Teresa Fannin (Carolinas)
The Society of Children’s Book Writers and Illustrators is a ONE OF A KIND. There is no competition. True, other writing groups have sections or groups for children’s writers, but none develop the rapport with editors and agents of children’s literature to “give established writers and illustrators the tools and resources to manage their careers, as well as educate those just starting out.” And, most importantly, none, stand up for quality in children’s literature constantly and consistently as does SCBWI.
It’s hard to believe but when I started on a regional team what feels like a lifetime ago, (no, we didn’t call them teams in 2008), each region did its own thing on websites, regional logos if any, and programming. There were few rules, more like guidelines on becoming RA, getting an ARA as part of your team, how you developed an event, how you paid speakers, what programming your region provided to members. There was a lot of give and take between Regional Advisors mentoring each other as well as offering support and care on a list called RAWI. Getting a membership listing meant getting in touch with Sally Crock. LOL, yes, we did have email. As I recall the basics were that we had to have a non-interest bearing checking account with Steve Mooser as a signatory and we had to have one free event a year. I think that covered it.
And frankly, a decade ago, it was easy to remain focused on quality in children’s literature. Today we have many looking over our shoulder, wanting writers, illustrators, translators, editors, agents to do more, to take specific hopes and dreams and advance them into the public sphere. And not all hope and dreams are the same. We all want childhood to be a time of innocence. Looking at my grands, I too hope so, but I know that what is necessary today is different from mine, or even my children’s childhoods. It is this path we walk, rightfully, as content creators today, to be aware of and responsible for what is produced for children as we produce our own work.
As a One of a Kind, the same awareness and responsibility holds true for SCBWI. We are fortunate, as an organization, to have the ‘start up team’ still active in the providing strategic, tactical and operational leadership. Especially as the past several years have challenged SCBWI. Our goal and the goal of every regional team member should be how we, as SCBWI, remain the premiere voice speaking for children’s literature through all the educational, cultural, economic, and, political conversations taking place in our public square. A few ways we can assist:
- Use the term SCBWI or its logo, including regional logos, within the strict limits of the region or head office designation by regional team members.
- Ensure those who pay a fee to receive the benefits of membership in SCBWI honor the organization and its logo.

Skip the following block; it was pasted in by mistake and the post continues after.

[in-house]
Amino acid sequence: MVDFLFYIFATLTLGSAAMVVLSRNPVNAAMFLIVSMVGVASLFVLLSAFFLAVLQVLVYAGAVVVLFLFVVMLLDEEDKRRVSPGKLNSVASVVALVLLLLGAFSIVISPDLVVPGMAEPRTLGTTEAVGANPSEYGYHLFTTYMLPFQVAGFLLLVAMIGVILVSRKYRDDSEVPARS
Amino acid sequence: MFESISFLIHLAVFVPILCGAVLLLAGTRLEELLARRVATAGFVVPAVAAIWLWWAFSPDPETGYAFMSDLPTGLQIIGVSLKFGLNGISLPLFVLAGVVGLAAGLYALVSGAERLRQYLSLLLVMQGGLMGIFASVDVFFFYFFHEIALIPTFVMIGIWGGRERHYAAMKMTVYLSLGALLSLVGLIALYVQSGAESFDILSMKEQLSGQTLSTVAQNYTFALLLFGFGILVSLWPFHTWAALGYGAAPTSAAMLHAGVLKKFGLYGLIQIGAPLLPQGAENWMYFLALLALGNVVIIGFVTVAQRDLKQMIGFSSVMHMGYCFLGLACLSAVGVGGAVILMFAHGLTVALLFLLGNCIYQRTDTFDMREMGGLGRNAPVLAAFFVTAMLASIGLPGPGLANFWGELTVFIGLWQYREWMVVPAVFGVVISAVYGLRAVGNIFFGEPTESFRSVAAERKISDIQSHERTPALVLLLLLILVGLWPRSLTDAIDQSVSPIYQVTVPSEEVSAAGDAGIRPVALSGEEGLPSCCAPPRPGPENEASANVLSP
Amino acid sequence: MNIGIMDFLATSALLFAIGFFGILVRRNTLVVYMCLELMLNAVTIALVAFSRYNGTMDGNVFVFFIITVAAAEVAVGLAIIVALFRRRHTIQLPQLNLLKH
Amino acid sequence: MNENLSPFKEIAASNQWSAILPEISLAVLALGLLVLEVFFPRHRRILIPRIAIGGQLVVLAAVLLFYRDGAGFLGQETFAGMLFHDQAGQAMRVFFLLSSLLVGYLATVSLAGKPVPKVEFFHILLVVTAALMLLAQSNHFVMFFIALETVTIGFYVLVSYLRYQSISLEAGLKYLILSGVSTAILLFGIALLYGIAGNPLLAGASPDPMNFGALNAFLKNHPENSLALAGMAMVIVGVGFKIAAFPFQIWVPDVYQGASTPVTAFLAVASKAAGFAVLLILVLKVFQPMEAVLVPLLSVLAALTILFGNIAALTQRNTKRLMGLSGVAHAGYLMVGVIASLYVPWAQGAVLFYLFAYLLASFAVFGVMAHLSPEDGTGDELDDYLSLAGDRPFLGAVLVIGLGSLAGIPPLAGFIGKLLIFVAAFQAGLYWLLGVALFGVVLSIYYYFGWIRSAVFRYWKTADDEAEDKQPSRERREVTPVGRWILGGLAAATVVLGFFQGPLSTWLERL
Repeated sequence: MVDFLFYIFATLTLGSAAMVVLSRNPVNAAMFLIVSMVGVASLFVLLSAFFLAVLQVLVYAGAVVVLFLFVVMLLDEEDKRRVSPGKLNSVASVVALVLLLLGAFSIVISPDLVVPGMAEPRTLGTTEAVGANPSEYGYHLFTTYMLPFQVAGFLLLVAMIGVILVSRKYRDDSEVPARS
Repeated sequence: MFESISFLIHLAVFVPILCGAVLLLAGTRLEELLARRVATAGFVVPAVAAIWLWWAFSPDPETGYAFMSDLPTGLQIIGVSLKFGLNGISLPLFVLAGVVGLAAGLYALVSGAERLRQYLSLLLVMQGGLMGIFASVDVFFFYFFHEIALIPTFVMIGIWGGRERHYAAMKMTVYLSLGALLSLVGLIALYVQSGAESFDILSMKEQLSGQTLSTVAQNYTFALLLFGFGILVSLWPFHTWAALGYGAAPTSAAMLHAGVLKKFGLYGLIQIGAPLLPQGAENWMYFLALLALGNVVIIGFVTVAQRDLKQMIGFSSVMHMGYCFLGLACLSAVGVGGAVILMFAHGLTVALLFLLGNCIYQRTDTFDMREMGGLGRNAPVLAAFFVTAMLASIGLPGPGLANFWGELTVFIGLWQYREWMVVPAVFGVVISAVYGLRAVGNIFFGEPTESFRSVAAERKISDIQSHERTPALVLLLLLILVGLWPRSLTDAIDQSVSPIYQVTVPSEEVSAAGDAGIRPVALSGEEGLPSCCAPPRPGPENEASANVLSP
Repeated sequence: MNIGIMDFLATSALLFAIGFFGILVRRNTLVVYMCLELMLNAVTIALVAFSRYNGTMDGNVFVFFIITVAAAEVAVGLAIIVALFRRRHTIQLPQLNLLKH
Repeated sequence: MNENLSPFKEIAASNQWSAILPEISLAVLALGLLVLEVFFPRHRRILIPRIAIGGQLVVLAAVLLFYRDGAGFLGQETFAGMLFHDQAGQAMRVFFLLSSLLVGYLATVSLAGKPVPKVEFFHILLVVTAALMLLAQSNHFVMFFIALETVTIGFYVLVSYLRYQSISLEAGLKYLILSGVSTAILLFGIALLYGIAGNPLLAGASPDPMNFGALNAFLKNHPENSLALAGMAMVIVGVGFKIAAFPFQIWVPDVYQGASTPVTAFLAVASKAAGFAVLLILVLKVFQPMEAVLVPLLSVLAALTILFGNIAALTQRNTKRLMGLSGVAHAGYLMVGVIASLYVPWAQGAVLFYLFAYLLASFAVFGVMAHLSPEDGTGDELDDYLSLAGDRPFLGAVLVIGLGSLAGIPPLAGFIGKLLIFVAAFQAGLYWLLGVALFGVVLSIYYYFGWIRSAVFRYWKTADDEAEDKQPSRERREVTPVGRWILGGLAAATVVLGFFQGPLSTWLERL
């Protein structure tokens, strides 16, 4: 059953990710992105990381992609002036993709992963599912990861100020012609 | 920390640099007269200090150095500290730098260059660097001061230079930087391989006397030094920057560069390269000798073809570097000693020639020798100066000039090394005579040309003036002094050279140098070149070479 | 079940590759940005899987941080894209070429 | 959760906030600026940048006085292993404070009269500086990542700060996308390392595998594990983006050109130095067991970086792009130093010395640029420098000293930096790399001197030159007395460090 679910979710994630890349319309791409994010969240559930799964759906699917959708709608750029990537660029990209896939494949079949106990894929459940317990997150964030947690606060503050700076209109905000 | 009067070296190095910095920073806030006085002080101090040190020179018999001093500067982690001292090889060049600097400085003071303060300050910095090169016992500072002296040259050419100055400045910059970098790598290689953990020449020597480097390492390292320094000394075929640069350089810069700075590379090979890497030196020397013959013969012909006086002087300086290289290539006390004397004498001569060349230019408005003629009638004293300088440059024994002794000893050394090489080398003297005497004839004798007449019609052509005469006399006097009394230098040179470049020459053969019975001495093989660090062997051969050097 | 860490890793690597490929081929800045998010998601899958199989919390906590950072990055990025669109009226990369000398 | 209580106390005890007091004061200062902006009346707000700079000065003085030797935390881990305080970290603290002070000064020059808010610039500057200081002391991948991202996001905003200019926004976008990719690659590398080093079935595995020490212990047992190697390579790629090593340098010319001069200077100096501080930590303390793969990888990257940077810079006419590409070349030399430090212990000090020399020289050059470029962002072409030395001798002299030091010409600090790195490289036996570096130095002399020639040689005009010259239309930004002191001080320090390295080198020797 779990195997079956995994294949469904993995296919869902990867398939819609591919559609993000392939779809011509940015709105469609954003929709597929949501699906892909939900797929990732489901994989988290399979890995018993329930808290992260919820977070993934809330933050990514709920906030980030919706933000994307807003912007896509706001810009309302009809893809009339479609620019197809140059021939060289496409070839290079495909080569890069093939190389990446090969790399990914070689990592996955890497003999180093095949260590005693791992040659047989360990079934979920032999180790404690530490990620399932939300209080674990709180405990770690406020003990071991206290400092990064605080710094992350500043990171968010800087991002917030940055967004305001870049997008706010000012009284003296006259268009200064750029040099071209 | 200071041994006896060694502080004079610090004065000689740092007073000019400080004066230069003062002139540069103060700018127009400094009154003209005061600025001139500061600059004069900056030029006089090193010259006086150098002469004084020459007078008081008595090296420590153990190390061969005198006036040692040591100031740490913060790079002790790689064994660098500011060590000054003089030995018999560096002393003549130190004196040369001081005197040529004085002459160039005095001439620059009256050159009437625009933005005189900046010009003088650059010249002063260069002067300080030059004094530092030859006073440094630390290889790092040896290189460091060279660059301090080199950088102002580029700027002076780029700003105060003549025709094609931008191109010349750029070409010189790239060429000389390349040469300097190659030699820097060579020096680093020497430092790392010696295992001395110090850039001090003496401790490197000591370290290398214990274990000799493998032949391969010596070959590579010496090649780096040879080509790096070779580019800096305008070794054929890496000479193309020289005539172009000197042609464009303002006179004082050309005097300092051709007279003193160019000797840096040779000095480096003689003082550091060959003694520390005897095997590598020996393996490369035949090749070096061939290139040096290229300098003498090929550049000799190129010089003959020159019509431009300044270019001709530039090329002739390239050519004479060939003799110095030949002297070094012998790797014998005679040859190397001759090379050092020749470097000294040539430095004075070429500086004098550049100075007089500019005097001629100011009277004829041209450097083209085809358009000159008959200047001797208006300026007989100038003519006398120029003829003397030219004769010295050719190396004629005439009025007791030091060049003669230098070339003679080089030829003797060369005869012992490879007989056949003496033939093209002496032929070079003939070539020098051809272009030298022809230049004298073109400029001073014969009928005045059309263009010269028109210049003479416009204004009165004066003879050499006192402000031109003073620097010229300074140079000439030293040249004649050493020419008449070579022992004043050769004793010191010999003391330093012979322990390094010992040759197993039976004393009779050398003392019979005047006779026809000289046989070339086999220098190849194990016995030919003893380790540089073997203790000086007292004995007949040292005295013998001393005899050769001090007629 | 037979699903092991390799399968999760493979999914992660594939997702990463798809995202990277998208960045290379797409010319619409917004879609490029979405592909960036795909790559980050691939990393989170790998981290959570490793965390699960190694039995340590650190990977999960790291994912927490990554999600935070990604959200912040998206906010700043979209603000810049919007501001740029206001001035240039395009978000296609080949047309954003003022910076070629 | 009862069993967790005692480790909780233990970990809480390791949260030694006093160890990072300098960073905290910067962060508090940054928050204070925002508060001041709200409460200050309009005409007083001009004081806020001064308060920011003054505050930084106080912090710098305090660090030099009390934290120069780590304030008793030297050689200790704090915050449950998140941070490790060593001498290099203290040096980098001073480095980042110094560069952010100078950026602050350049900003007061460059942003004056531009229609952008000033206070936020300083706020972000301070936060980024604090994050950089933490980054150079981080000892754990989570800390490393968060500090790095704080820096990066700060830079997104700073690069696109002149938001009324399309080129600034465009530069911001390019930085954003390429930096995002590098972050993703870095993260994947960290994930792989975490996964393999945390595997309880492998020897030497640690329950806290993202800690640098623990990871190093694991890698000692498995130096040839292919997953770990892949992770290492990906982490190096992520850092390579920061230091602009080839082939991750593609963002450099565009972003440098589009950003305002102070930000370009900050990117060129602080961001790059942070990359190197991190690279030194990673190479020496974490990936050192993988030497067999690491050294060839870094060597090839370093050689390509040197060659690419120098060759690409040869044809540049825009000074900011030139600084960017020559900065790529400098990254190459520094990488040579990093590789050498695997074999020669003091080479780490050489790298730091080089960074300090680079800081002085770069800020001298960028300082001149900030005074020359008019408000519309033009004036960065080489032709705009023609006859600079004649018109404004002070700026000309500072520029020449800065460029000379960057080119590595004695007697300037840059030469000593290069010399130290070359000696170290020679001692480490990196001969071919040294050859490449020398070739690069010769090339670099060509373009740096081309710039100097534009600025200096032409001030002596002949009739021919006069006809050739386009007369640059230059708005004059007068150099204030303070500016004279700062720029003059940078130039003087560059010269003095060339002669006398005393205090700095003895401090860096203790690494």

- Keep a consistent SCBWI message on all SCBWI platforms.
- Watch for a negative co-opting of that message by members.
- Be aware of negative messages about SCBWI on non-SCBWI platforms.
- Keep the head office in the loop.
While equity and inclusion issues are forefront topics of 2020, it is important that we continue to review the precedents set regionally, ensure these precedents are evenly handled and policies are clearly communicated inside and across the regions to all members. This could cover anything from how we set up events to registrations to opportunities for our PAL members and how we expand the opportunities for our members to participate in SCBWI as volunteers and as future regional team members.
Common sense, you may say. Maybe. Ever notice how when you go into a restaurant and ask for a coke, the wait staff may counter with ‘we only serve Pepsi products here’? (especially true in North Carolina, the home of Pepsi) Coca-Cola company has a copyright on the words Coke, Coca-Cola, Cola providing a legal protection of the words and a proprietary and financial position.
In 2021 The Society of Children’s Writers and Illustrators celebrates fifty years and holds a proprietary and financial position in the publishing arena that can be complicated by a thriving social media component in our public square. We all need to be keenly aware of and protect the name and reputation of ourselves as members, and the name and reputation of this organization not only within the domestic US but also internationally.
How SCBWI arrived at this One of a Kind place is the result of hard work, time building relationships, being honest and continually advocating for quality literature for children from infant to young adult in every region of the world at the same time doing the same hard work, relationship building and advocacy with and for its many members.
How SCBWI stays as a premiere voice in the critical area of children’s literature means all of us carefully maintaining the brand. It is not always easy, but it is rewarding. We are all reaping the awesome benefits of the One of a Kind branding of SCBWI.
Teresa Fannin doesn’t even remember a time of not knowing story and has a very hard time telling one in under fifteen hundred words. She left the corporate world and started writing MG murder mysteries after she joined SCBWI in 1996 in Massachusetts. Not long after a move to NC she accepted leadership of Carolinas, retiring as RAE in 2019. She reads, gardens, plays tennis, drinks too much tea and not enough Irish Whisky and eats more than her fair share of chocolate. Find her musing at her website.